Want Your Dog to Be in Your Wedding? Here's What You Need to Know

Photo: Laura Murray Photography

On your wedding day, you want all your loved ones around you, and for many couples, that means inviting their dog, as well. There are lots of ways to involve pups in your celebration, whether in a formal role—as ring bearers or flower dogs, for example—or simply as honored guests.

Furry friends make the event much more memorable, but they also require special handling. Here's what you need to know before you decide to bring him or her along—and how to keep your pooch calm, cool, and well cared for when he joins your celebration.

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Consider Your Dog's Temperament

Michèle M. Waite

Not all pets are suited to a wedding, and it's important to assess the temperament of yours. Are they friendly or aggressive? Do they make a lot of noise? Do they steal food? At the very least, your pet needs to be well-behaved and know the basic "sit" and "stay" commands, says puppy pro Heidi Ganahl, founder of Camp Bow Wow, a doggie daycare and overnight kennel.

You want your dog to be a cute addition, not a distraction. Some pups are calm enough to be a ring bearer or flower girl, while others are too excitable to walk down the aisle. Before deciding which role to assign, consider if your pet's disposition will lend itself to that type of situation—and if not, don't try to train them in the weeks leading up to your wedding.

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Consider Your Own Personality, Too

Sabine Scherer

A relaxed attitude is crucial. Don't involve your dog in your wedding if it's going to introduce unnecessary stress for you and your partner.

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Determine Your Dog's Role

La Vie Photography

Is it appropriate for the kind of ceremony you're having? "An animal fits a certain type of affair, one at a farmhouse or a private estate, perhaps, but probably not at a fancy hotel," says Sasha Souza, a California event designer.

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Check the Rules on Pets at Weddings

Nancy Neil

Not all venues are pet-friendly, so ask the on-site manager if your dog will be welcome. An outdoor setting is often the best choice.

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Salute Your Dog in Spirit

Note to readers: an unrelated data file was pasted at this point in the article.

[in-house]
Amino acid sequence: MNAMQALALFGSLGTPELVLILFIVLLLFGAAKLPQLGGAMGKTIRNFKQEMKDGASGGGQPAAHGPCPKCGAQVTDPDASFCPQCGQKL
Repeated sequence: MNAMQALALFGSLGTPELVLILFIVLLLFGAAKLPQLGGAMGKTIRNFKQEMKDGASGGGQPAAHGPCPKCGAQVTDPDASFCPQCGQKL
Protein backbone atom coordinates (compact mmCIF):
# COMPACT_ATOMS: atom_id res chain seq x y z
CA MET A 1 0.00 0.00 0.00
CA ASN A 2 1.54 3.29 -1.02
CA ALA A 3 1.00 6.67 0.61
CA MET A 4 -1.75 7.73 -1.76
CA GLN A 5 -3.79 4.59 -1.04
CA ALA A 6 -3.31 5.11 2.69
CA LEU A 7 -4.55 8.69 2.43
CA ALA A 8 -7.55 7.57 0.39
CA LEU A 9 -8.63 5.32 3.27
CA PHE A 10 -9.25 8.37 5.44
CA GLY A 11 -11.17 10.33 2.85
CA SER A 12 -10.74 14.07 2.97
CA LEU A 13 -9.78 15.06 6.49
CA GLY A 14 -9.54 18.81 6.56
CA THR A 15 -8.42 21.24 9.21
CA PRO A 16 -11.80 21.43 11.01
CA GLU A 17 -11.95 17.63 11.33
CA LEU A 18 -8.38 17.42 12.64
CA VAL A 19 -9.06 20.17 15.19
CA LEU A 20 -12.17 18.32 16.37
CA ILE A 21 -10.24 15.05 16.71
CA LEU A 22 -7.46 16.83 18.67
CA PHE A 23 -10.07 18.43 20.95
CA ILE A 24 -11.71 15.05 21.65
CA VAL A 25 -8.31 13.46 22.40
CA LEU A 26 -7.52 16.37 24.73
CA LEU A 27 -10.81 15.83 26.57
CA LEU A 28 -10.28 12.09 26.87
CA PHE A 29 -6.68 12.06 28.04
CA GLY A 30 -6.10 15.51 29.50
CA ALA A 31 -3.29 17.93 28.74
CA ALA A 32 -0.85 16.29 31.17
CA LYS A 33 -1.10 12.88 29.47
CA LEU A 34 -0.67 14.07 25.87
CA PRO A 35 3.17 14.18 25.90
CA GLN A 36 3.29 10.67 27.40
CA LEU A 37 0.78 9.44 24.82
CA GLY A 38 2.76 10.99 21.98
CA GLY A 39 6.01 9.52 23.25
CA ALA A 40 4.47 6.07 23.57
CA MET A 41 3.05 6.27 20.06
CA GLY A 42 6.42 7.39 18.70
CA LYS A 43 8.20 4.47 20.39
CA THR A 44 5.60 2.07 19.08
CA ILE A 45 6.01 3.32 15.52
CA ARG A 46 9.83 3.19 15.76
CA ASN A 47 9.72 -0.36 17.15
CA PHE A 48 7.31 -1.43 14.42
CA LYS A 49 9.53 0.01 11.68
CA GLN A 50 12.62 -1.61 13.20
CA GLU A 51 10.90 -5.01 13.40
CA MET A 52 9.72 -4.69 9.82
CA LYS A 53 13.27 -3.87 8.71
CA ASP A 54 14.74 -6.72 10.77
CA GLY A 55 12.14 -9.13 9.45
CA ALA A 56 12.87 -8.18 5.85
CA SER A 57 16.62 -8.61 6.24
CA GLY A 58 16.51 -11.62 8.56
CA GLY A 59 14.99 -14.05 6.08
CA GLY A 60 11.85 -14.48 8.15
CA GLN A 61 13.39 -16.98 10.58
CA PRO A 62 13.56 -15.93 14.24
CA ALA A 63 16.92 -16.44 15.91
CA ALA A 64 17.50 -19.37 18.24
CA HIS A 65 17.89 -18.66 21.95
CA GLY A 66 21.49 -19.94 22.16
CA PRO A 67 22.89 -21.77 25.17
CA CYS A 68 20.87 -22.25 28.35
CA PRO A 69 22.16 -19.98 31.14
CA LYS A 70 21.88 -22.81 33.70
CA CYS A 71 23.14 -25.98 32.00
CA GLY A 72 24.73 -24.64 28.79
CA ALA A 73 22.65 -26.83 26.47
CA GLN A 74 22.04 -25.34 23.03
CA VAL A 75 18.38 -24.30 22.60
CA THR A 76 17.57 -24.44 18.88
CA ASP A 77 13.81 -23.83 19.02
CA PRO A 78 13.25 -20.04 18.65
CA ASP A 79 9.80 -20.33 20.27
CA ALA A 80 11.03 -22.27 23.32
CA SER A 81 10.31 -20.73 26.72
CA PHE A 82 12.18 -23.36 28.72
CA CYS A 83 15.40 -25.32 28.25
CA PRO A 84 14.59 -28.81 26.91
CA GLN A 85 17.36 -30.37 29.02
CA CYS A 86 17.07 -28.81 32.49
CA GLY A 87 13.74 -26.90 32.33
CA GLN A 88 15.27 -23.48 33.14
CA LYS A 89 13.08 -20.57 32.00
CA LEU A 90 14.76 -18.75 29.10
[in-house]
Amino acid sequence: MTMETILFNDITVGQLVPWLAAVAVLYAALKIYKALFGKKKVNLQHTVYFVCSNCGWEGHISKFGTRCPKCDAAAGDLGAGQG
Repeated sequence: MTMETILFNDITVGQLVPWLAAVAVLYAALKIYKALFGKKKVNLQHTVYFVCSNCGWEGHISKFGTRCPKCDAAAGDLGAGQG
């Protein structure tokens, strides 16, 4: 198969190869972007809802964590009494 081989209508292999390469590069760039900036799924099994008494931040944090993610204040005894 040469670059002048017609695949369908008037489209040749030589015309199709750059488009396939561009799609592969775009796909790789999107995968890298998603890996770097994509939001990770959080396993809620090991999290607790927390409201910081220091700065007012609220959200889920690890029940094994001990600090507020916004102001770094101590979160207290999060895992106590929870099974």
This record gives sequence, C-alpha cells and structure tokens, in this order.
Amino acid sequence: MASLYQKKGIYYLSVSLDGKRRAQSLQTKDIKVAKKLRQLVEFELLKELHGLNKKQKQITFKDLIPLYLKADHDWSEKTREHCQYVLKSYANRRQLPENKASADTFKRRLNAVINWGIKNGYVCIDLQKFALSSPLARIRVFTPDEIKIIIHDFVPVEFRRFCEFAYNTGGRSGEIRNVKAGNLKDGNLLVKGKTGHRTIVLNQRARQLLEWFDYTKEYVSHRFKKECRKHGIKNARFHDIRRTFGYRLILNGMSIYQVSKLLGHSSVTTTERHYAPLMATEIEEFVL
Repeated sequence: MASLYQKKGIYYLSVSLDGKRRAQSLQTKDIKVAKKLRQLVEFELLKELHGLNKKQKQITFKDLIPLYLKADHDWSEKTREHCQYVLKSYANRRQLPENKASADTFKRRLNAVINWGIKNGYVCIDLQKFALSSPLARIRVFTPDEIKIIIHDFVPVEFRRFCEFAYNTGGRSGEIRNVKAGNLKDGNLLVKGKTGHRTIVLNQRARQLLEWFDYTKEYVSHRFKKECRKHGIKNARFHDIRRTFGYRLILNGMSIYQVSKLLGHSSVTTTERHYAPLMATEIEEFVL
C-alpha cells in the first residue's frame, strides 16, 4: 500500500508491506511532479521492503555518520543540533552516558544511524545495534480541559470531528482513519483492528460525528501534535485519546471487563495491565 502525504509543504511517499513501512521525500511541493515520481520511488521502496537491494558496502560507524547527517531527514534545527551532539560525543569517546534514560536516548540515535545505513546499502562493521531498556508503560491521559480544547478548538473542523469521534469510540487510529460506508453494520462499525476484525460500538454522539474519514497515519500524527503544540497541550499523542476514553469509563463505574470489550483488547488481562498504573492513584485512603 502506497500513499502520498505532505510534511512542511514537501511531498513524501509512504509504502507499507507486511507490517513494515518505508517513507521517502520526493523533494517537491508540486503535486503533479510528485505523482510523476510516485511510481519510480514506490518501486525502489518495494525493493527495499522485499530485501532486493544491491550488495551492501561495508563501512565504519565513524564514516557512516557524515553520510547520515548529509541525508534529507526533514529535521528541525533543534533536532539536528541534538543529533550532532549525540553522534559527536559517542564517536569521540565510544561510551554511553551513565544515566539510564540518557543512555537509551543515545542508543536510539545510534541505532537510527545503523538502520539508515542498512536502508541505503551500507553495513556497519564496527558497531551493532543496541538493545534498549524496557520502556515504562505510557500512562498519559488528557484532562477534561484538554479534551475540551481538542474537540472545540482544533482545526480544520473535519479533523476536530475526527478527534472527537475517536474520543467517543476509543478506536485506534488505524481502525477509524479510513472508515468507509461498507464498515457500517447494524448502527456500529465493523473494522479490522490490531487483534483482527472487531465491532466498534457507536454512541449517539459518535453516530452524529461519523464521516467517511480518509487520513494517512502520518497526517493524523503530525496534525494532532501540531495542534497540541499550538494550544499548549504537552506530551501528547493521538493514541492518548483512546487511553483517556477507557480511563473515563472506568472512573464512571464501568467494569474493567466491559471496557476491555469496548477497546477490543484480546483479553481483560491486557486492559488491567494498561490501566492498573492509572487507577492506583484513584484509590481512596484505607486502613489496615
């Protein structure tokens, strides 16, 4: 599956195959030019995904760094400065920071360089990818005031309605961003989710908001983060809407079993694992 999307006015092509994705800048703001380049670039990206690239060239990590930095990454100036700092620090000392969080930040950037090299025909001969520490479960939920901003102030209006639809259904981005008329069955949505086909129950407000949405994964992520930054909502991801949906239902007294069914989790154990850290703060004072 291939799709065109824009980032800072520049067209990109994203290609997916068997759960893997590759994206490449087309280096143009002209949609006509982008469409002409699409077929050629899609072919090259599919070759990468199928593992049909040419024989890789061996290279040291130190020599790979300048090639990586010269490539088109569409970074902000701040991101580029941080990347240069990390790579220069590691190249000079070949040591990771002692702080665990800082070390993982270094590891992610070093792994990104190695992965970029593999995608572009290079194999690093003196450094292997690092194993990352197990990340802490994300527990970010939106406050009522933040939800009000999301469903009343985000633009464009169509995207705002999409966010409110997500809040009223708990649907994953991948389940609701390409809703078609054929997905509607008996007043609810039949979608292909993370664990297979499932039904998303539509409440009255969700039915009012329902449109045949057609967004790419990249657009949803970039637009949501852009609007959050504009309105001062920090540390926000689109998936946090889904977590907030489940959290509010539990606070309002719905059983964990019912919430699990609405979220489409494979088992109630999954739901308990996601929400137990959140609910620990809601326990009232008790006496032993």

Judy Pak Photography

If your pet can't be present, find ways to honor her in your details. Name a cocktail after her, for example, or incorporate her photo into décor elements, like these drink stirrers.

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Style Your Furry Friend

Rachel Thurston Photography

Take your dog to the groomer before the wedding so he'll look his best. And however you want to accessorize Spot, make sure he's comfortable in his garb by trying it out a few times in advance. If he balks at a full get-up, surrender the fantasy and opt for a simple collar; in general, it's best to keep adornments minimal and easy for the pet to wear. Don't make him dress up for longer than is necessary.

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Anticipate Potential Hazards

Nancy Ray Photography

If your pet's wedding attire—or the venue décor, for that matter—includes flowers, do your research (or make sure your florist does!) as some are toxic. Ask the venue about pesticides or toxic plants on the grounds, and about creatures that might distract or threaten your pet. And keep dogs someplace safe during the reception so guests won't feed them. Certain wedding fare, including chocolate, alcohol, and meat with bones, can be dangerous.

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Inform Your Vendors About Your Dog

Lauren Kinsey

Well in advance, inform attendants and vendors that your pet will play a role, and discuss special measures you'd like them to take. Also notify your officiant. Some may refuse to preside over a wedding that includes pets.

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Hire a Pet Handler

Corbin Gurkin

Your pet will need to be fed, walked, and looked after while you're in day-of mode. Entrust him to a friend or sitter, ideally someone already acquainted with your furry friend (and supply ample treats for rewards—and bribes!).

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Prep Your Pooch

Jade + Matthew Take Pictures

Bring your pet to the site before the wedding day, and have him come to the rehearsal to practice his part if he will be participating in the ceremony. Dogs like to sniff and explore new spaces, so if you get that out of the way early, they'll be less likely to do it at the ceremony, Ganahl says.

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Have a Game Plan…

Michèle M. Waite

Jot down the details of your dog's involvement, including where they'll walk and stand, particularly during the ceremony. Communicate those wishes to your wedding party. Don't put your pet in a situation where she feels alone or nervous, Ganahl says. It's best if she isn't standing up with the wedding party; have someone she knows walk her down the aisle and then sit next to her.

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Be Flexible

Michelle Gardella Photography

Be prepared to roll with the punches on the wedding day. You may have a certain vision for how your pet's part will play out, but remember that dogs have a mind of their own. Make sure to have a backup plan in case things go awry. Embrace the little quirks canines can introduce to a celebration—chances are, it'll lead to a more memorable day.

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